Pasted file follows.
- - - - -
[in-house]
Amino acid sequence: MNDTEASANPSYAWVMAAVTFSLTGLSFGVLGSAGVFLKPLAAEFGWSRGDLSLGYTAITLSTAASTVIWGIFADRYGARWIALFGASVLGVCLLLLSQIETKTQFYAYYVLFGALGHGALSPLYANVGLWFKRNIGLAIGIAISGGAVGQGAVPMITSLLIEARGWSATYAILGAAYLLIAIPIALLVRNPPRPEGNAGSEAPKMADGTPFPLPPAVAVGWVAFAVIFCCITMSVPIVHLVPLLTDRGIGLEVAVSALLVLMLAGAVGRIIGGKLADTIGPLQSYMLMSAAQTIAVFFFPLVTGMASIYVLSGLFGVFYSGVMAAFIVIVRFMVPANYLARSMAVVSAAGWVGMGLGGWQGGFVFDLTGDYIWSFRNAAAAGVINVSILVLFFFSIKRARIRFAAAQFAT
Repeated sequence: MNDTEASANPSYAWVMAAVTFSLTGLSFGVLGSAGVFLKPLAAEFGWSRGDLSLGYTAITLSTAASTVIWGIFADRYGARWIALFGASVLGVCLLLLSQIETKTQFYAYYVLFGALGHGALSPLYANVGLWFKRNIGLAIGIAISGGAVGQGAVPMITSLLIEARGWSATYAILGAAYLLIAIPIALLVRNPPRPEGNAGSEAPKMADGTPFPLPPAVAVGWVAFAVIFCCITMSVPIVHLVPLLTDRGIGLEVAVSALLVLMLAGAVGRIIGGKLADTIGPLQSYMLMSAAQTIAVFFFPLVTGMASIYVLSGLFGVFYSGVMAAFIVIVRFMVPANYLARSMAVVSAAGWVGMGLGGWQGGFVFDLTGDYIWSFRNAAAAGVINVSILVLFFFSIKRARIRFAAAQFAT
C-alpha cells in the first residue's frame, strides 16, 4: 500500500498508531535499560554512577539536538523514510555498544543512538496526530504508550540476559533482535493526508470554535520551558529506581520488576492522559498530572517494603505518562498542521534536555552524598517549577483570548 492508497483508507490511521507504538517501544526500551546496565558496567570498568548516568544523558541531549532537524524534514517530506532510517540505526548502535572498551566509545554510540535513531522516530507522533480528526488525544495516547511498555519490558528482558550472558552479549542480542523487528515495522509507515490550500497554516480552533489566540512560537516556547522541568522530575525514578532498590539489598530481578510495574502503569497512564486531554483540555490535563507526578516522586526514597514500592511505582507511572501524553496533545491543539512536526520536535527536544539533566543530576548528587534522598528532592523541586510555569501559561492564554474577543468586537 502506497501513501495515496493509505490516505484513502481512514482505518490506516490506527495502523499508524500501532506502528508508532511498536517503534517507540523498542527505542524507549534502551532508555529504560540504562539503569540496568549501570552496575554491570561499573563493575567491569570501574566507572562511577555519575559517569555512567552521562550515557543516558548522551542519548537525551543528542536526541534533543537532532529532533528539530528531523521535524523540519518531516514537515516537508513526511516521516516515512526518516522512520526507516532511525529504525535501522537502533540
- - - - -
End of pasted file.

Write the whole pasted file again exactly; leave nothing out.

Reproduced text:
[in-house]
Amino acid sequence: MNDTEASANPSYAWVMAAVTFSLTGLSFGVLGSAGVFLKPLAAEFGWSRGDLSLGYTAITLSTAASTVIWGIFADRYGARWIALFGASVLGVCLLLLSQIETKTQFYAYYVLFGALGHGALSPLYANVGLWFKRNIGLAIGIAISGGAVGQGAVPMITSLLIEARGWSATYAILGAAYLLIAIPIALLVRNPPRPEGNAGSEAPKMADGTPFPLPPAVAVGWVAFAVIFCCITMSVPIVHLVPLLTDRGIGLEVAVSALLVLMLAGAVGRIIGGKLADTIGPLQSYMLMSAAQTIAVFFFPLVTGMASIYVLSGLFGVFYSGVMAAFIVIVRFMVPANYLARSMAVVSAAGWVGMGLGGWQGGFVFDLTGDYIWSFRNAAAAGVINVSILVLFFFSIKRARIRFAAAQFAT
Repeated sequence: MNDTEASANPSYAWVMAAVTFSLTGLSFGVLGSAGVFLKPLAAEFGWSRGDLSLGYTAITLSTAASTVIWGIFADRYGARWIALFGASVLGVCLLLLSQIETKTQFYAYYVLFGALGHGALSPLYANVGLWFKRNIGLAIGIAISGGAVGQGAVPMITSLLIEARGWSATYAILGAAYLLIAIPIALLVRNPPRPEGNAGSEAPKMADGTPFPLPPAVAVGWVAFAVIFCCITMSVPIVHLVPLLTDRGIGLEVAVSALLVLMLAGAVGRIIGGKLADTIGPLQSYMLMSAAQTIAVFFFPLVTGMASIYVLSGLFGVFYSGVMAAFIVIVRFMVPANYLARSMAVVSAAGWVGMGLGGWQGGFVFDLTGDYIWSFRNAAAAGVINVSILVLFFFSIKRARIRFAAAQFAT
C-alpha cells in the first residue's frame, strides 16, 4: 500500500498508531535499560554512577539536538523514510555498544543512538496526530504508550540476559533482535493526508470554535520551558529506581520488576492522559498530572517494603505518562498542521534536555552524598517549577483570548 492508497483508507490511521507504538517501544526500551546496565558496567570498568548516568544523558541531549532537524524534514517530506532510517540505526548502535572498551566509545554510540535513531522516530507522533480528526488525544495516547511498555519490558528482558550472558552479549542480542523487528515495522509507515490550500497554516480552533489566540512560537516556547522541568522530575525514578532498590539489598530481578510495574502503569497512564486531554483540555490535563507526578516522586526514597514500592511505582507511572501524553496533545491543539512536526520536535527536544539533566543530576548528587534522598528532592523541586510555569501559561492564554474577543468586537 502506497501513501495515496493509505490516505484513502481512514482505518490506516490506527495502523499508524500501532506502528508508532511498536517503534517507540523498542527505542524507549534502551532508555529504560540504562539503569540496568549501570552496575554491570561499573563493575567491569570501574566507572562511577555519575559517569555512567552521562550515557543516558548522551542519548537525551543528542536526541534533543537532532529532533528539530528531523521535524523540519518531516514537515516537508513526511516521516516515512526518516522512520526507516532511525529504525535501522537502533540